Manderley hastened to explain. “The markings in the middle of the flower. See the face? Like two bushy eyebrows and a full, sort of drooping mustache. Great-Granddaddy actually did look a lot like that.”
“You know what Mandy Lee?” Tara wore a dreamy expression. “I haven’t painted in a while, but I know for certain I could paint you your own little Grand-daddy pansy picture.”
Jameson was seized by a fit of coughing and Tara’s expression turned suspicious.


[Manderley] circled the blocks back home and found her mother in the study, soap operas sniveling in the background, and a sketchpad and pile of graphite pencils in front of her. She didn’t even turn her head when Manderley walked in.
“Oh, honey!” she wailed, waving a sheet with several half-finished pansies covering it. “I’ve lost my touch. My artistic eye must be failin’.”
“Not true. Creating art is like riding a bike. You never forget but you might wobble the first few times back on. Keep working. That one does look a lot like Great Grand-Daddy.”
“Of course, it does.” her mother snipped. “It just doesn’t look anything like a pansy.



“I declare baby doll, you are so pretty that I could shake all the single men in town, Chicago included, and ask if they are nearsighted, or plain stupid. But don’t you worry, sugar.” Tara checked furniture surfaces for dust mites, real or imagined. “Somewhere out there a man is waiting for a real lady like you to make his life complete. And I know how you can catch his eye.”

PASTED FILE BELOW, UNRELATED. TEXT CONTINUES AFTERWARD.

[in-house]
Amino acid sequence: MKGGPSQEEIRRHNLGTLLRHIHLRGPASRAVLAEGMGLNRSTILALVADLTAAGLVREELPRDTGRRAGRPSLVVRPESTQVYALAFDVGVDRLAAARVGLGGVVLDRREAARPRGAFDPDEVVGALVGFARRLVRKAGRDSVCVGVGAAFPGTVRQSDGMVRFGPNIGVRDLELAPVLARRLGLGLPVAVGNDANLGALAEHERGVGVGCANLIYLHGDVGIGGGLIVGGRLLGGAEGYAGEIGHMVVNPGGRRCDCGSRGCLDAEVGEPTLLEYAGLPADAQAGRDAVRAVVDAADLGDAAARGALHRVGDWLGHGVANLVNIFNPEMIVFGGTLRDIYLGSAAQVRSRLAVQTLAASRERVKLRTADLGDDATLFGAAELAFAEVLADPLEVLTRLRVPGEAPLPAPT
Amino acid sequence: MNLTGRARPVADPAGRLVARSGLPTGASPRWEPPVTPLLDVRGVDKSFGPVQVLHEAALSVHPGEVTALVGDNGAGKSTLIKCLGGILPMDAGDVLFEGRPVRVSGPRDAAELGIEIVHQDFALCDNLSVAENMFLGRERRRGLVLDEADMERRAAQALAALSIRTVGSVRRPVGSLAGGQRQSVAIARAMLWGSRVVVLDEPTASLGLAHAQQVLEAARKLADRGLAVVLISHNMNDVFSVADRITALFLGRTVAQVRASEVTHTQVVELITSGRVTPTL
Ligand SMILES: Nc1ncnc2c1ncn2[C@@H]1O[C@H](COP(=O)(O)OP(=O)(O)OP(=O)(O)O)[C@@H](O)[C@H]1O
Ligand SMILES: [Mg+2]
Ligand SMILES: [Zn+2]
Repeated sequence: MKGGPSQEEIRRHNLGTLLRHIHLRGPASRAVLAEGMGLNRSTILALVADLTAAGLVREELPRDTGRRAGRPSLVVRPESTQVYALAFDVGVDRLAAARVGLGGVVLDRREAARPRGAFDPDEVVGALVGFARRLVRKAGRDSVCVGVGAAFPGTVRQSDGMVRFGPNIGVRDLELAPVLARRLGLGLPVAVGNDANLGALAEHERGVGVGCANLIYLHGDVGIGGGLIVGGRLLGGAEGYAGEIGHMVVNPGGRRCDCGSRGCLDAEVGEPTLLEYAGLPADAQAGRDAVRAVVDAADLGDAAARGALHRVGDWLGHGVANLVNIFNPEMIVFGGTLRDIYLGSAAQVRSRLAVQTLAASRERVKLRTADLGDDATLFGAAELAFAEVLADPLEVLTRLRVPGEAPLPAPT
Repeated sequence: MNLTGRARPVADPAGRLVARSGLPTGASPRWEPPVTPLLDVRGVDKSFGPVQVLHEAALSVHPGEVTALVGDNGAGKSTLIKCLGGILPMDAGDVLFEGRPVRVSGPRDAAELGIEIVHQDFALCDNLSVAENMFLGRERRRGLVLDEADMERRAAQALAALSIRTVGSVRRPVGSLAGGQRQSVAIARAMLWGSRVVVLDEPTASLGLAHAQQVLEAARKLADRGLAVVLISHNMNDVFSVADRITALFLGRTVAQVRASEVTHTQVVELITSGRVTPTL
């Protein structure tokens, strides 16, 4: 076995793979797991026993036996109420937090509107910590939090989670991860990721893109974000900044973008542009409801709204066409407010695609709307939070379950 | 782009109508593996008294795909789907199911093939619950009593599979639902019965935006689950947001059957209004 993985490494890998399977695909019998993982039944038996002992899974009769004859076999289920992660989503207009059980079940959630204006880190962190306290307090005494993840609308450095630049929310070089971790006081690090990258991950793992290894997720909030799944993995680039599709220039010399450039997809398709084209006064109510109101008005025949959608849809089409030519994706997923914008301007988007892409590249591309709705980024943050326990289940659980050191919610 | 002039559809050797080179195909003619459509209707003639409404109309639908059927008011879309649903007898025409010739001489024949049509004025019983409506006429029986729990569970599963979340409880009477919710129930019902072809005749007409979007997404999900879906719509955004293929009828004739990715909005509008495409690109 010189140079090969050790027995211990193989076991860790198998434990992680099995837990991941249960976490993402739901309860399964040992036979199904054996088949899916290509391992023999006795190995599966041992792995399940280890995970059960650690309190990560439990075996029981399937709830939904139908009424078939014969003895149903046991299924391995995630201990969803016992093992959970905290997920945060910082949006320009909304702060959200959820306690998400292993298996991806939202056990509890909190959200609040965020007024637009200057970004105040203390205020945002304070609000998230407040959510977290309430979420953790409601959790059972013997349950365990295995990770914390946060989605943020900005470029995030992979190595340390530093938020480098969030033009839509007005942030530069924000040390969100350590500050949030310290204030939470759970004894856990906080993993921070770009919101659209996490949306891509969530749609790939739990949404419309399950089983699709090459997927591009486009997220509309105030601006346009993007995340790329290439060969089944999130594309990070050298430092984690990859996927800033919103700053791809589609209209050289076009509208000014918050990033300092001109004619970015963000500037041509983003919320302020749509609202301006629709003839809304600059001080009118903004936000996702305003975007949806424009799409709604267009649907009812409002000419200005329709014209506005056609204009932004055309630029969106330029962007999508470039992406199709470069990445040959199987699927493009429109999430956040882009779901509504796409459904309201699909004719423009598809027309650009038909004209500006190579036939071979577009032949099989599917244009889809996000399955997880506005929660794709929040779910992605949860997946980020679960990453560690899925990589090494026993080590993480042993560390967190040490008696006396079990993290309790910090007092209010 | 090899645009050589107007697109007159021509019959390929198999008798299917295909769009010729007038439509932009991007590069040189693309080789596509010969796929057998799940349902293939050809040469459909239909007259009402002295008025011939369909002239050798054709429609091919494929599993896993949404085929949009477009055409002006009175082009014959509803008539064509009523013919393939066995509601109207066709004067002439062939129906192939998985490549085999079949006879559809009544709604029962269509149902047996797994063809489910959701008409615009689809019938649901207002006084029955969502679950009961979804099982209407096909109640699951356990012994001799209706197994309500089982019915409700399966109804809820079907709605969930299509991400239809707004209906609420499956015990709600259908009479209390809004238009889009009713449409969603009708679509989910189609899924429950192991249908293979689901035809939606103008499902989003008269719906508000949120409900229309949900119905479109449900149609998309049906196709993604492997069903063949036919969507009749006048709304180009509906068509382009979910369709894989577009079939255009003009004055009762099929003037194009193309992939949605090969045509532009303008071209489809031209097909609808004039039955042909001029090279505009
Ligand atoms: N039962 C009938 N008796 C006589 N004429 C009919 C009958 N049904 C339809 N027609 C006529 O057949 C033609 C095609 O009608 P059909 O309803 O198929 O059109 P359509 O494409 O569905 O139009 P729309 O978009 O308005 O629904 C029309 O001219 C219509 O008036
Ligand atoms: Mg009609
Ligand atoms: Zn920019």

Manderley bedHOME BEAUTIFICATION: When she opened her eyes to nothing but darkness, Manderley didn’t know where she was, when it was, or why she couldn’t see. Floundering, she realized she’d buried her face in one of the ruffled pillows covering nearly every horizontal surface in her bedroom. No doubt she’d drooled on the flowered pillowcase.

DAUGHTER BEAUTIFICATION: Tara wore a summer robe too, but her hair and makeup were already fully marshaled, and she exclaimed in dismay at Manderley’s fresh-scrubbed face and ponytail.
“Darlin, we need to be gone in under an hour!”
“Mama, my makeup routine lasts five minutes, and that’s when I go all out.”
Still bleating, Tara prodded Manderley up the stairs and to her own dressing table. For the next half hour, she employed every cleanser, pore-reducer, tweezer, and concealer, liquid, powder, gel and stick. One eye on the clock, she set to work on her daughter’s hair, comparing the curling iron unfavorably to her hot rollers, a set that predated the Gulf War and finally expired from age and overwork. At five-fifteen, she turned Manderley around to the mirror.
It was disconcerting, that face looking back at her.



*To purchase:

3 thoughts on “Meet Tara: Mother Extraordinaire from “Buttonholed”

  1. My daughter lived in Chattanooga for 11 years and observed the Southern ways. I’m sure she would say this characterization of Tara as a Southern lady is spot on!

    I’m partway through the book and am loving it. The people are real! Tara and others live beyond the pages.